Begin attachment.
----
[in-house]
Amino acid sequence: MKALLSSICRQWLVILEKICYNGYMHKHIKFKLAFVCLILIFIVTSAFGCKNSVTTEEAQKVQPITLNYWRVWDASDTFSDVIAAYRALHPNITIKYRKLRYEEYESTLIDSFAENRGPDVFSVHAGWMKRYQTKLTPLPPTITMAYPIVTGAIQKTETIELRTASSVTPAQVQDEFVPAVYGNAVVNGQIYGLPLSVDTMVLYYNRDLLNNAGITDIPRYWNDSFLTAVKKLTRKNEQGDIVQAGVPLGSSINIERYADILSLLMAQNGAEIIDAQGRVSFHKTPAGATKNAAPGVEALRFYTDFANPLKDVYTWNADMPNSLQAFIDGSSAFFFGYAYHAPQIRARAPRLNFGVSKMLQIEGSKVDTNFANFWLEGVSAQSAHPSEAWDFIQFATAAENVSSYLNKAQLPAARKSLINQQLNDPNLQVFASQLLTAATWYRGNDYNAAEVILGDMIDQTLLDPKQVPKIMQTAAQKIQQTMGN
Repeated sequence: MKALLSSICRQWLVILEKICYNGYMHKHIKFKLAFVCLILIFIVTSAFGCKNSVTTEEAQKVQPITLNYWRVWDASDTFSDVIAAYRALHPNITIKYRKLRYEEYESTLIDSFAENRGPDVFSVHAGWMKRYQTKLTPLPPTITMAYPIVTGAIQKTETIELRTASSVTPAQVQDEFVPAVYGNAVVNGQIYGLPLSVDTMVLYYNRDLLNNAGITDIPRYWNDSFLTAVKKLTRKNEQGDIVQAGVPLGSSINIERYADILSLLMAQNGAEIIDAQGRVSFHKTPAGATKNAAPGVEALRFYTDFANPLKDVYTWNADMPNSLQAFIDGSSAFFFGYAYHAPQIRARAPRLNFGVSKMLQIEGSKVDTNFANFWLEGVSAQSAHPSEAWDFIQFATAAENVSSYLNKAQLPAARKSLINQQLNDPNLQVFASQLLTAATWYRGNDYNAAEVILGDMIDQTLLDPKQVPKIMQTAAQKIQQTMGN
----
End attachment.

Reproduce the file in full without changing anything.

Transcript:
[in-house]
Amino acid sequence: MKALLSSICRQWLVILEKICYNGYMHKHIKFKLAFVCLILIFIVTSAFGCKNSVTTEEAQKVQPITLNYWRVWDASDTFSDVIAAYRALHPNITIKYRKLRYEEYESTLIDSFAENRGPDVFSVHAGWMKRYQTKLTPLPPTITMAYPIVTGAIQKTETIELRTASSVTPAQVQDEFVPAVYGNAVVNGQIYGLPLSVDTMVLYYNRDLLNNAGITDIPRYWNDSFLTAVKKLTRKNEQGDIVQAGVPLGSSINIERYADILSLLMAQNGAEIIDAQGRVSFHKTPAGATKNAAPGVEALRFYTDFANPLKDVYTWNADMPNSLQAFIDGSSAFFFGYAYHAPQIRARAPRLNFGVSKMLQIEGSKVDTNFANFWLEGVSAQSAHPSEAWDFIQFATAAENVSSYLNKAQLPAARKSLINQQLNDPNLQVFASQLLTAATWYRGNDYNAAEVILGDMIDQTLLDPKQVPKIMQTAAQKIQQTMGN
Repeated sequence: MKALLSSICRQWLVILEKICYNGYMHKHIKFKLAFVCLILIFIVTSAFGCKNSVTTEEAQKVQPITLNYWRVWDASDTFSDVIAAYRALHPNITIKYRKLRYEEYESTLIDSFAENRGPDVFSVHAGWMKRYQTKLTPLPPTITMAYPIVTGAIQKTETIELRTASSVTPAQVQDEFVPAVYGNAVVNGQIYGLPLSVDTMVLYYNRDLLNNAGITDIPRYWNDSFLTAVKKLTRKNEQGDIVQAGVPLGSSINIERYADILSLLMAQNGAEIIDAQGRVSFHKTPAGATKNAAPGVEALRFYTDFANPLKDVYTWNADMPNSLQAFIDGSSAFFFGYAYHAPQIRARAPRLNFGVSKMLQIEGSKVDTNFANFWLEGVSAQSAHPSEAWDFIQFATAAENVSSYLNKAQLPAARKSLINQQLNDPNLQVFASQLLTAATWYRGNDYNAAEVILGDMIDQTLLDPKQVPKIMQTAAQKIQQTMGN